Data flows and fine tuning bicycle networks

My university has a new vice chancellor, who is not talking about overhauling the management structure according to the latest theories pertaining to management structures. She is speaking rather of small changes, closely monitored for their effect, that could then either be turned up, or turned down, depending on whether they have been seen to be working. Next I hear on the radio, this morning, Catherine Caruana-McManus, a Smarter Cities Executive at IBM, talking about capturing real time data, that tells, moment by moment, how alterations to traffic conditions impact congestion in Brisbane.

Then I think of that annual church fete in Australia, the Super Tuesday Bike Count, where volunteers follow sketchy directions from the organizing body, Bicycle Victoria, who are completely out of their depth when it comes to gathering data. They have counterparts in Portland, who again send retirees in floppy hats out to glean numbers, that no serious researcher would touch with a barge pole. We’re left with what we are given from census bureaus, on whom we wait 5 years at a stretch for responses to what must be the world’s silliest question: how did you travel to work on this day? God help our bike modal stats when it’s pouring with rain. To my knowledge, Copenhagen is the only place in the world, gathering real time data on bike use, and even they only lay monitoring wires across main bike lanes, not narrow routes that locals might use as a short cut.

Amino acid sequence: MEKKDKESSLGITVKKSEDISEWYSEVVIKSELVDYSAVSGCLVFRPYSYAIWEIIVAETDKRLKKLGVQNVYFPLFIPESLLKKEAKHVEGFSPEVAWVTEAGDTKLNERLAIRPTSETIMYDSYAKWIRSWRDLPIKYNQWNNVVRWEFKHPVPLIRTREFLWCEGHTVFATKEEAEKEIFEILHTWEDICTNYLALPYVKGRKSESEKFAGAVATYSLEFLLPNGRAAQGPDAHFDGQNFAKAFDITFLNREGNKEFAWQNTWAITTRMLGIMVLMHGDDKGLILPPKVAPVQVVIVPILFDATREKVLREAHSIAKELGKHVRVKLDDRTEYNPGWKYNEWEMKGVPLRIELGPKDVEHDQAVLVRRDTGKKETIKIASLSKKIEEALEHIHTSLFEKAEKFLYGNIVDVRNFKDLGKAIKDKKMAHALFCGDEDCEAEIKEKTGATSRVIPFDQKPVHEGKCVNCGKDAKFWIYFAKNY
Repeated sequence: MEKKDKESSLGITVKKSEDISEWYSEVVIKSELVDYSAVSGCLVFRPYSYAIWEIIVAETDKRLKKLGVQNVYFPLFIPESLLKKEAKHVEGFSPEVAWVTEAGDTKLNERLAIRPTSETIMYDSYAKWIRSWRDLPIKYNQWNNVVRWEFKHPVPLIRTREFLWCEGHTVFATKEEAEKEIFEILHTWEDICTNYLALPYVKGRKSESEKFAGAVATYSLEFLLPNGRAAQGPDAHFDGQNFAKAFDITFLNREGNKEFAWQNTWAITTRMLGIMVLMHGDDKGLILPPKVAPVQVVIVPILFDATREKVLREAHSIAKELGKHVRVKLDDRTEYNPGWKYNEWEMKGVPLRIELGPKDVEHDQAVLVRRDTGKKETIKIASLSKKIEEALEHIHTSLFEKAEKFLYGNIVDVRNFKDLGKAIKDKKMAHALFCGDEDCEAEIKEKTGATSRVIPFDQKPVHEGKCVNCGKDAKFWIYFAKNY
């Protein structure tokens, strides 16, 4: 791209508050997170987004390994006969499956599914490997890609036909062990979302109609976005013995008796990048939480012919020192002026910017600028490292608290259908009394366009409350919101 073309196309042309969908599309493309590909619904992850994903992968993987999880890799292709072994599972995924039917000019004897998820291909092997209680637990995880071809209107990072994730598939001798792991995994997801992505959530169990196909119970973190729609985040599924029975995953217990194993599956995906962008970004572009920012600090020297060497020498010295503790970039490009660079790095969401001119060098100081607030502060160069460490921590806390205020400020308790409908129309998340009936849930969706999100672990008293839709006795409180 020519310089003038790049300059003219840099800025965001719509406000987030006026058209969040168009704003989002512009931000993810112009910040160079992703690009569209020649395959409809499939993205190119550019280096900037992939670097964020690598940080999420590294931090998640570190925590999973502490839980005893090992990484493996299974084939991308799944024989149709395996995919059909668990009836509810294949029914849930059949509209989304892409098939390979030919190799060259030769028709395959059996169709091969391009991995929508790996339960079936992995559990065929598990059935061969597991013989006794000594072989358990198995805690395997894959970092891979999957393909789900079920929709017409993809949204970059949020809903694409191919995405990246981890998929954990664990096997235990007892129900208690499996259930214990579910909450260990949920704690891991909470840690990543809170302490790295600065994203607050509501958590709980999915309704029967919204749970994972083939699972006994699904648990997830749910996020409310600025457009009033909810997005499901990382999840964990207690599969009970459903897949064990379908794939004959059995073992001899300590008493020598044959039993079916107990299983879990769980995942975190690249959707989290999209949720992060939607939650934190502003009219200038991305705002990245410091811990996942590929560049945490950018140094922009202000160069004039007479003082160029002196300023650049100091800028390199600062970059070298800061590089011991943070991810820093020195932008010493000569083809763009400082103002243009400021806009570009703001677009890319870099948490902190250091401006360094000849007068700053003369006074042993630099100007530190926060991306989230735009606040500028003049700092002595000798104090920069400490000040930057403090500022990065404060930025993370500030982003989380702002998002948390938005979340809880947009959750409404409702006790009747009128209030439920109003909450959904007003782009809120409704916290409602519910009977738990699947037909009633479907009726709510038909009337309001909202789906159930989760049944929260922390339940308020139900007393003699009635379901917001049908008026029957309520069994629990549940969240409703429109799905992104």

What we really need are cities that immediately show us cause and effect. We want to know how every intervention, no matter how small, improves bicycle flows, minute by minute, and route by route. If a strategy shows signs of working, it can be strengthened, until it looses effect, then we can focus our efforts elsewhere. The timing of traffic lights, new kinds of signage, traffic rules, policing, rubbish collection regimes, advertising campaigns etc., all could be constantly tuned to optimize cycling. A group at MIT had the idea of making every cyclist a generator of data, carrying this stupid thing around on their bikes. To my mind, the answer is trip wires, everywhere, though I’m certainly keen to hear better suggestions!


  1. The ubiquitous surveillance cameras can be used to monitor and enumerate bicycle traffic too. For example, offers this capability.

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